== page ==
Hosted by the Black Student Union, ‘(Black) Love Boat’ pitted friends and couples against one another to see who knew who better. Photo by James McIntosh. 

As part of Black Student Union (BSU) Week, BSU hosted their own game show, (Black) Love Boat, in Quinn Auditorium on Wednesday, Feb. 26 at 7 p.m. 

Three pairs of friends and one couple competed in a newlywed-style game for a $25 gift card to the Cheesecake Factory and a bottle of sparkling cider. The 20 questions ranged from what about your partner bothers you to who is more petty in your relationship and to your partner’s love language. These questions brought out a competitive nature that was entertaining for everyone in attendance to witness.

The three pairs of friends were juniors Abe Otele and Dominic D’Errico, freshmen Lourdes Monteiro and Temi Ijaduola and juniors Samantha Vaz & Shandrolyn Ezhan. The one couple was freshmen Markeem Rodrigues & Ana Dominguez.

My biggest takeaways from the event are as follows:

  1. Love doesn’t have to be romantic

Anyone watching these “couples” compete against each other could see that there was love between the friends as well as the couples. This was also proven through the number of answers the friend couples got correct. The juniors did have an edge on the freshmen because of the length of time they’ve known each other and grown their friendships, but it was amusing to see them know more than the actual couple did about each other. 

The Black Student Union’s Public Relations Chair Sydnee Shorter said friendships were included to compete intentionally because they wanted to show that love can come in multiple forms, not just in a romantic relationship.

  1. It’s important to acknowledge and display the love you share for your partners and friends

As funny as it was to watch the competitive natures of the contestants jump out, it was also very touching to see them prove their love or at least knowledge about their partners. The final question made the contestants write what they love about their partner and when and why they knew that they were someone they wanted in their lives.

When you get comfortable with a partner or friend, it may be an answer that is second nature, but it likely isn’t always expressed and it was great to see the night end on such a sweet, positive note.

  1. Everyone wants to be relationship/friendship goals

While the prizes were nice and definitely a motivator for the contestants, there was also a desire to prove that they had the best friendship or relationship and most arguments onstage stemmed between the two pairs of juniors. In the end, it was between them to be crowned the winners as they wanted to show that they were the better best friends.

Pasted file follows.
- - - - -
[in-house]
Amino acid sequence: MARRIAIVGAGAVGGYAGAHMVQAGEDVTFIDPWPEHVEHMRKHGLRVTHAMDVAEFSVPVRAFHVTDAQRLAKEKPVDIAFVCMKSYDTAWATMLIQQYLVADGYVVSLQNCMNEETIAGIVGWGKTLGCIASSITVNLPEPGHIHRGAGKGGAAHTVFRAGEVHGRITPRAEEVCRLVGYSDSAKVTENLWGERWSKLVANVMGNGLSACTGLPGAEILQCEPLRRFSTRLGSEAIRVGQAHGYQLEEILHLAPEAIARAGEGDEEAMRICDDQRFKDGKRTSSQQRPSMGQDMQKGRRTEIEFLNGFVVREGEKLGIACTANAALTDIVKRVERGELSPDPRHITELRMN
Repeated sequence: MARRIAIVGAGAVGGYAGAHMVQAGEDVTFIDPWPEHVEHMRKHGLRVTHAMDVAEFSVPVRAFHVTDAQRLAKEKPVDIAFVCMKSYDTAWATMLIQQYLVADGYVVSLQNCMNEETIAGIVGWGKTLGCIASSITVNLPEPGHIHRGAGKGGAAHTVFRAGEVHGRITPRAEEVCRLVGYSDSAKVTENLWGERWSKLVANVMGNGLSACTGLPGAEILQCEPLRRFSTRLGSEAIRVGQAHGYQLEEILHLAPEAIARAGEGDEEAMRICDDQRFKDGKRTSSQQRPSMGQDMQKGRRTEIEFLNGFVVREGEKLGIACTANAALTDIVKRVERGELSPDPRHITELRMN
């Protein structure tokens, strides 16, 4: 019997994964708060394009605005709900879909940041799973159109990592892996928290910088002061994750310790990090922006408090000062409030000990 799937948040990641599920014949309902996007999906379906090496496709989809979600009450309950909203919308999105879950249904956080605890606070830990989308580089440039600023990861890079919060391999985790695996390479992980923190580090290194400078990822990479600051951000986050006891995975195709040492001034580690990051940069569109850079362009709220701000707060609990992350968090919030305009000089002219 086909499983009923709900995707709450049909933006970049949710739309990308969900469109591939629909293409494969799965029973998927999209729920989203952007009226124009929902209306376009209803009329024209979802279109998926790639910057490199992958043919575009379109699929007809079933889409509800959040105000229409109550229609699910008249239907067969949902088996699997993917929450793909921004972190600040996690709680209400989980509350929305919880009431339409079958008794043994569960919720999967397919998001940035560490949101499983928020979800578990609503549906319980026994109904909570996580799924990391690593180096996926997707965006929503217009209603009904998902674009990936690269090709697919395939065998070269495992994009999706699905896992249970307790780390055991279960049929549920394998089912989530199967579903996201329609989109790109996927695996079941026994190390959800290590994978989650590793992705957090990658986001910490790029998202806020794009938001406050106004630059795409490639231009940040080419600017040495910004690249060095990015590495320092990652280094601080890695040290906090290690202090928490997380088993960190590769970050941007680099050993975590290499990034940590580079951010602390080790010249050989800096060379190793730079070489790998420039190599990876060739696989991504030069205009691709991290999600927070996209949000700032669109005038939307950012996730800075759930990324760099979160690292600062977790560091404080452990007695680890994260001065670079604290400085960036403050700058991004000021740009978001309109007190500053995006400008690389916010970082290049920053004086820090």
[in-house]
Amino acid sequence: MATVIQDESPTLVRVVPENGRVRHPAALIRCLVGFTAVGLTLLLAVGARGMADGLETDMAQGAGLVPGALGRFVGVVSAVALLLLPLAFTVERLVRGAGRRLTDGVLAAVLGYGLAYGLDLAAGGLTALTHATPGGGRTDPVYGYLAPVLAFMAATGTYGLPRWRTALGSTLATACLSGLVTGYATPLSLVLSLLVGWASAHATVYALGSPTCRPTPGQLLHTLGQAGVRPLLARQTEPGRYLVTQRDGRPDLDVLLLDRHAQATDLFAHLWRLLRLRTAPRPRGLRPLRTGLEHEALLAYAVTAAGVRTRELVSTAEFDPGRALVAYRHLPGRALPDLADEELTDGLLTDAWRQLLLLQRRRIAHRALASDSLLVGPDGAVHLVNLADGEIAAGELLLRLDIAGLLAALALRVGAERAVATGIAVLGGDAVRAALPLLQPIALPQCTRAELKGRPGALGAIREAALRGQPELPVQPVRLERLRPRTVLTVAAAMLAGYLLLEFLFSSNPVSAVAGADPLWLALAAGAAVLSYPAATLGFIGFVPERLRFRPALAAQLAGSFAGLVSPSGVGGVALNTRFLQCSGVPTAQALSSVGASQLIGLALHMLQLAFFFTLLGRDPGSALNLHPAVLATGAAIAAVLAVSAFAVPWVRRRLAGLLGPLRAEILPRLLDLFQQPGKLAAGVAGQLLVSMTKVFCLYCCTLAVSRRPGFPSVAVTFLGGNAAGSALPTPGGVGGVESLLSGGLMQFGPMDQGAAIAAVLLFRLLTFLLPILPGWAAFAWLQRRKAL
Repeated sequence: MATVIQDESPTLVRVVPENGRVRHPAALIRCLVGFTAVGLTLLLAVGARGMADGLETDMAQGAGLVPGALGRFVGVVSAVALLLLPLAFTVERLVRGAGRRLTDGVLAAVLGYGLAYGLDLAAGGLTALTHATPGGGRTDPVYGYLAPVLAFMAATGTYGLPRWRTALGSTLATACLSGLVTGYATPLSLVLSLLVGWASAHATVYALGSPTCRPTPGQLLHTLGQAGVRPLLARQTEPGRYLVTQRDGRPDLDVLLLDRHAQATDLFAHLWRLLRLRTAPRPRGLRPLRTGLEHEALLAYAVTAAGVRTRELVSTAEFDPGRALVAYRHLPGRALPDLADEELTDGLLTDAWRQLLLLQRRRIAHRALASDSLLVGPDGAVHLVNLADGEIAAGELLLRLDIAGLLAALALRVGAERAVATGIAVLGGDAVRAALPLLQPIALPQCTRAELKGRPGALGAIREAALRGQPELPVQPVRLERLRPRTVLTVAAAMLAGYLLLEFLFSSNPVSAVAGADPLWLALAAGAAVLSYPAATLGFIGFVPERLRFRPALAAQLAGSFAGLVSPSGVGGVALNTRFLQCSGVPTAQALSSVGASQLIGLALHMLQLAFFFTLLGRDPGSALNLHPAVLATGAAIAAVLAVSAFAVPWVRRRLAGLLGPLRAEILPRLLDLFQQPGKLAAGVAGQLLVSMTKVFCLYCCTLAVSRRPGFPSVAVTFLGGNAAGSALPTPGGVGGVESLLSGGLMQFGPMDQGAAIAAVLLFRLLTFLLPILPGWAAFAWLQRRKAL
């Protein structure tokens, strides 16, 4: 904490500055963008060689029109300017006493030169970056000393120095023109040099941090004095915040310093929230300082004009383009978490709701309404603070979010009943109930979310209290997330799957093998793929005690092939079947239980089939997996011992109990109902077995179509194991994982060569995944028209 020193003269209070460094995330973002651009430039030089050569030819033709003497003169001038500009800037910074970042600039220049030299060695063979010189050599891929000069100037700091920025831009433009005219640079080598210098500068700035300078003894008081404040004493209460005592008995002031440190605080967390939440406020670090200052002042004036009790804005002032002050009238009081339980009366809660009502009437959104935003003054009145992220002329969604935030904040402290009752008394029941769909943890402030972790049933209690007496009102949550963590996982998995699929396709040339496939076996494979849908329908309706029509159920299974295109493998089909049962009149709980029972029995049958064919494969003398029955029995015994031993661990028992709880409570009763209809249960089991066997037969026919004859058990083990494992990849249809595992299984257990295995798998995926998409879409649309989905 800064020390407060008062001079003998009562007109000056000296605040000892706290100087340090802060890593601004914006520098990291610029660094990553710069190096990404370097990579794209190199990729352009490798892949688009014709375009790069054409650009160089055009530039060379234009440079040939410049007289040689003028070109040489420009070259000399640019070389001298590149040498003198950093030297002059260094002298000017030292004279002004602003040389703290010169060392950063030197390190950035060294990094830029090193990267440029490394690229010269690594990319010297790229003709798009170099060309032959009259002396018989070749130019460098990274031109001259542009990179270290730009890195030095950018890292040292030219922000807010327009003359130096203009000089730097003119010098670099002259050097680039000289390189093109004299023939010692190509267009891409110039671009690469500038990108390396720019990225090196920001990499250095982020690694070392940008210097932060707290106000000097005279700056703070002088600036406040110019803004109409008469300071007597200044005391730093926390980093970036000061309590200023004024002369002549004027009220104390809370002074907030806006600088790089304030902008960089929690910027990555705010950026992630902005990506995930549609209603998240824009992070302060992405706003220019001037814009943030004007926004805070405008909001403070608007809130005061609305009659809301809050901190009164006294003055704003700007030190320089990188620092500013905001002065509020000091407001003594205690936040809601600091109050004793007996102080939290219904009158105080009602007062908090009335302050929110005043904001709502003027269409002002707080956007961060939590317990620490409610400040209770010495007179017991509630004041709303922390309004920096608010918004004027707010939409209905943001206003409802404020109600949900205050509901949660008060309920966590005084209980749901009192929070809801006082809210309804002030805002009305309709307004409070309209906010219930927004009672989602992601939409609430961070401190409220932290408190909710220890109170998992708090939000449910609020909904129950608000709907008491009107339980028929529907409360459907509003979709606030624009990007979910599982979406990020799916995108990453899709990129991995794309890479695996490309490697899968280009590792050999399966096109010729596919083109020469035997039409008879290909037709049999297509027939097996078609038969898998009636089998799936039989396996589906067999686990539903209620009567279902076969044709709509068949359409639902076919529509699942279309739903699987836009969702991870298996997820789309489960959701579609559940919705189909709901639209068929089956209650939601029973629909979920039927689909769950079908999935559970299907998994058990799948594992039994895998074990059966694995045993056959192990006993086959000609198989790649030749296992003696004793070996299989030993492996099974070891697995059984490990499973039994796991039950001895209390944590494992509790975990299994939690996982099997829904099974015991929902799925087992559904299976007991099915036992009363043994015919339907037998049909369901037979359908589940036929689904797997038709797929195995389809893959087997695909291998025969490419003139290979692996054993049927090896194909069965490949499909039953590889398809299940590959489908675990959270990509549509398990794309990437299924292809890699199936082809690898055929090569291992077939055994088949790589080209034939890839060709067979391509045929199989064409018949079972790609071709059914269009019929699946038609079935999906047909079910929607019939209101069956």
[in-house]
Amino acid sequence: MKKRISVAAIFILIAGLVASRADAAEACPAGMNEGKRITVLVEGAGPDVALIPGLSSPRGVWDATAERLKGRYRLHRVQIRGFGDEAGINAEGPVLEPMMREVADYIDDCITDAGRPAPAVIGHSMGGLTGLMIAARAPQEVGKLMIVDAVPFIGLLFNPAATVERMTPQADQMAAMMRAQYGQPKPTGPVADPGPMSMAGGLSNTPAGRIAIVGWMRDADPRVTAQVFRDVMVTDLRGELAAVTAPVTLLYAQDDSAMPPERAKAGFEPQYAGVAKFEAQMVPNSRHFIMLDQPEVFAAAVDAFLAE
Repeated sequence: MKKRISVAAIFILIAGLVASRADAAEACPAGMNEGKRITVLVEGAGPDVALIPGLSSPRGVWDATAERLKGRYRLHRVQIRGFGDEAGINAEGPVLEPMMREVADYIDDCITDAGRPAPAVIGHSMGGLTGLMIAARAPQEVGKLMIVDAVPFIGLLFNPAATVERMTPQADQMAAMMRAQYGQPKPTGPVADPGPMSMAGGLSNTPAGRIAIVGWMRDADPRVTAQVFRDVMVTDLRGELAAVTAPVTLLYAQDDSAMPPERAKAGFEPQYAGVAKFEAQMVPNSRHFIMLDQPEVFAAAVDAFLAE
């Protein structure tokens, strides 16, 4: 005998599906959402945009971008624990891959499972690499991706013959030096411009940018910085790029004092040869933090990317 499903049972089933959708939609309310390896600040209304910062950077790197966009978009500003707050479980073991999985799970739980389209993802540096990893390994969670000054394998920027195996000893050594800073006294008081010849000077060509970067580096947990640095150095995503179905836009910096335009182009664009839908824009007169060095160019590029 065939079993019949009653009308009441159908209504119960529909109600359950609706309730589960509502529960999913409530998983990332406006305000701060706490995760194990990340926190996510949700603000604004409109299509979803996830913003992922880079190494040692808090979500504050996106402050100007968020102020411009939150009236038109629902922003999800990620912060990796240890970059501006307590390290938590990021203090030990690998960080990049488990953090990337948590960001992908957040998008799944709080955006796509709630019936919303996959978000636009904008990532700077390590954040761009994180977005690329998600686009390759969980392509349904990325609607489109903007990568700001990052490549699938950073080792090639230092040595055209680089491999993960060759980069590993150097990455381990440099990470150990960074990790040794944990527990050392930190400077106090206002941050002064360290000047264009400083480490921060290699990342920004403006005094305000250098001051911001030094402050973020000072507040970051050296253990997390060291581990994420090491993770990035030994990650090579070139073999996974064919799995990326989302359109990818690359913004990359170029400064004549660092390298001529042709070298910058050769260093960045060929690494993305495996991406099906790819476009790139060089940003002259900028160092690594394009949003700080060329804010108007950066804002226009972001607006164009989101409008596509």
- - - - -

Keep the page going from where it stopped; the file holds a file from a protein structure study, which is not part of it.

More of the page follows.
Audiences laughed along and shared who their relationship and friendship goals were, backing certain couples over others as the night went on.

“It was a good way to know if I really knew one of my best friends and turns out I do,” Vaz said.

  1. Black Love is important and beautiful and needs to be showcased more on campus

The BSU had focused their weekly meeting on the topic of Black Love the meeting before BSU week and decided that it was something to be highlighted in one of their events.

“We’re just trying to get across why it’s still important because obviously there’s a lot of different changes in society with a lot more interracial relationships,” Shorter said, “which is a good thing and a bad thing if we all still recognize the importance of understanding our blackness. There’s also the issue of fetishism in the black community so we like to go back to the core of why it’s still important to recognize that love between black people.”

It was something that was important to Vaz as well when she decided to compete. She wanted to show that healthy and happy Black Love does exist and should be shown off.

  1. Educational events can be fun as well

Obviously, I took a lot away from this event, which was the hope of Shorter and the members of BSU who helped plan the event. They had decided that they needed something more fun and energetic in their week of more serious educational events, but it doesn’t mean that this event wasn’t educational as well.

“We’re trying to have fun and have a good time, but also understand the importance [of our events],” Shorter said. “It’s so important for us to come together as a community on campus.”